OSI Superboard (I and II)
Ohio Scientific Inc. was a US based computer company that designed microcomputers from 1975 to 1981. The OSI Model 500 system was their earliest system, launched in 1977. It was a very simple single-board computer based on the MOS Technology 6502 microprocessor, but it lacked video circuitry, therefore a serial terminal had to be used. All of the computers that OSI’s went on to design used the 6502. In 1978, they released the Superboard II, also known as the Model 600. It was only available as a ready-built system, although the user had to build or buy a five volt external power supply to power it. The Superboard II included a keyboard, 4K of RAM, BASIC-in-ROM and cost just $279. OSI’s Challenger 1P and Challenger IIP-MF computers used the Superboard II as their main boards.
One thing interesting about the Superboard computers it that they only needed that 5-volt power supply to operate, and not a series of +/- 12 volts and other complicated power supply requirements like in computers that started to appear in the early 1980’s. What’s more, the OSI Model 500, now referred to as the Superboard I, didn’t have multi-pin independent I/O. It had a serial port for communications and terminal connections and a 48-pin bus system, but if you wanted to easily interface it with sensor peripherals, you had to install a 6520 CIA to do so. But at least the manufacturer conveniently provided an empty 40-pin socket to install it. The Superboard II was able to interface with cassette storage through RS-232 port.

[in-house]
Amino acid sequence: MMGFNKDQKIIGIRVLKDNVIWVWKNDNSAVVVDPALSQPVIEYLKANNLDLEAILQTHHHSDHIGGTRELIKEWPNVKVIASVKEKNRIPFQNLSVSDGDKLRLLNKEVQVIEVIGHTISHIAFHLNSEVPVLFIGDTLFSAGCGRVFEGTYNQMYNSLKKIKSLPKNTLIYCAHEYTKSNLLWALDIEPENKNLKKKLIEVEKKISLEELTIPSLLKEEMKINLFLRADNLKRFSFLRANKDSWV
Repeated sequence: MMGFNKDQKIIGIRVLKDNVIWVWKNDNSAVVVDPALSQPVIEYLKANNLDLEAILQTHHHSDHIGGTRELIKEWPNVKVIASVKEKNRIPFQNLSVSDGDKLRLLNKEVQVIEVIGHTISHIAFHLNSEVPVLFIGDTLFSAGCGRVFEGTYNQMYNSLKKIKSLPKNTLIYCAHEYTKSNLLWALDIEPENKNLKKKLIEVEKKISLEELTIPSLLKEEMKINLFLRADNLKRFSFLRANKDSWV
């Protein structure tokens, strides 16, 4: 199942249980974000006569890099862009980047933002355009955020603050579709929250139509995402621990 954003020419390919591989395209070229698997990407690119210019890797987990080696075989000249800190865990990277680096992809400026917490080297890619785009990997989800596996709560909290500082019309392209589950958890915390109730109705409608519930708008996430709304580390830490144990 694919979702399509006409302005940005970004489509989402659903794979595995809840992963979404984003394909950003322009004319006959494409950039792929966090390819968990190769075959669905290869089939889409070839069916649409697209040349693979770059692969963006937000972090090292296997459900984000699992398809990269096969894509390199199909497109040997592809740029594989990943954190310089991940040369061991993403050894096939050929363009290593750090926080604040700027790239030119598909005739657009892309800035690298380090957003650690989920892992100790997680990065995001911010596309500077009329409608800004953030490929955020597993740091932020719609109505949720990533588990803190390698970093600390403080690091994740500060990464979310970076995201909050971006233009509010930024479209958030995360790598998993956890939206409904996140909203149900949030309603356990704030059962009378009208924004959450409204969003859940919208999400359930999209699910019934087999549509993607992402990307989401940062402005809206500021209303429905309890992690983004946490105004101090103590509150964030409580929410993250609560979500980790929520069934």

Other interesting items to note about the Superboard II is that the board was usually ordered a few weeks in advance and arrived wrapped in aluminum foil, packaged in boxed styrofoam. It also appeared to have been hand-soldered at the factory.
Here is a video showing the Superboard II in operation
If you are interested in reading about the introduction of the Superboard from a period perspective, OSI had the Ohio Scientific’s Small Systems Journal available within the pages of the Micro 6502 Journal magazine issue 25.
The Superboard II was also fully reviewed by a new buyer in Kilobaud Microcomputing magazine back in July 1979. It’s rather interesting to read what people say about computers like this with such a fresh viewpoint.